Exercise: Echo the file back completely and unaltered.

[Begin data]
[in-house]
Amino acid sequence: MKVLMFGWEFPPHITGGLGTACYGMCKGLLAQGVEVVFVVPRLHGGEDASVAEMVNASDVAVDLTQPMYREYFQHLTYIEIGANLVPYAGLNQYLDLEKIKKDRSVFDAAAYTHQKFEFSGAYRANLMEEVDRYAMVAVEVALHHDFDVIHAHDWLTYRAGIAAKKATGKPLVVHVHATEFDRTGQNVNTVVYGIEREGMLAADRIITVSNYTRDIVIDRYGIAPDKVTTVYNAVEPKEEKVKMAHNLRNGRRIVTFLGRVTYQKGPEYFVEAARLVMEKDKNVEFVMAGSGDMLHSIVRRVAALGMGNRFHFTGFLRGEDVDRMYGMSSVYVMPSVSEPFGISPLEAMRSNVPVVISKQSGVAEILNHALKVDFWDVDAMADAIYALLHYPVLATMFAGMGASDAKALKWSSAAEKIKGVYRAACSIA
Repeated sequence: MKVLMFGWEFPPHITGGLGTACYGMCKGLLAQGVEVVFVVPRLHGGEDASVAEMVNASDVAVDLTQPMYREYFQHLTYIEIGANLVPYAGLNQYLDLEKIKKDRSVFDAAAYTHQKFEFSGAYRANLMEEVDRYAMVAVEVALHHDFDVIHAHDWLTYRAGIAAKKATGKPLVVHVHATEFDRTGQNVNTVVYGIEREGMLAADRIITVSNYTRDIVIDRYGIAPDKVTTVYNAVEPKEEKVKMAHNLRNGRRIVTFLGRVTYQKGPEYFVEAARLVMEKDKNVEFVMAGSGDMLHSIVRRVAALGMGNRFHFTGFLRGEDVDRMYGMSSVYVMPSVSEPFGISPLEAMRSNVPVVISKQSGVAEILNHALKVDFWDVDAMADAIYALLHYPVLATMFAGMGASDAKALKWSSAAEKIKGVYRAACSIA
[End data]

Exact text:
[in-house]
Amino acid sequence: MKVLMFGWEFPPHITGGLGTACYGMCKGLLAQGVEVVFVVPRLHGGEDASVAEMVNASDVAVDLTQPMYREYFQHLTYIEIGANLVPYAGLNQYLDLEKIKKDRSVFDAAAYTHQKFEFSGAYRANLMEEVDRYAMVAVEVALHHDFDVIHAHDWLTYRAGIAAKKATGKPLVVHVHATEFDRTGQNVNTVVYGIEREGMLAADRIITVSNYTRDIVIDRYGIAPDKVTTVYNAVEPKEEKVKMAHNLRNGRRIVTFLGRVTYQKGPEYFVEAARLVMEKDKNVEFVMAGSGDMLHSIVRRVAALGMGNRFHFTGFLRGEDVDRMYGMSSVYVMPSVSEPFGISPLEAMRSNVPVVISKQSGVAEILNHALKVDFWDVDAMADAIYALLHYPVLATMFAGMGASDAKALKWSSAAEKIKGVYRAACSIA
Repeated sequence: MKVLMFGWEFPPHITGGLGTACYGMCKGLLAQGVEVVFVVPRLHGGEDASVAEMVNASDVAVDLTQPMYREYFQHLTYIEIGANLVPYAGLNQYLDLEKIKKDRSVFDAAAYTHQKFEFSGAYRANLMEEVDRYAMVAVEVALHHDFDVIHAHDWLTYRAGIAAKKATGKPLVVHVHATEFDRTGQNVNTVVYGIEREGMLAADRIITVSNYTRDIVIDRYGIAPDKVTTVYNAVEPKEEKVKMAHNLRNGRRIVTFLGRVTYQKGPEYFVEAARLVMEKDKNVEFVMAGSGDMLHSIVRRVAALGMGNRFHFTGFLRGEDVDRMYGMSSVYVMPSVSEPFGISPLEAMRSNVPVVISKQSGVAEILNHALKVDFWDVDAMADAIYALLHYPVLATMFAGMGASDAKALKWSSAAEKIKGVYRAACSIA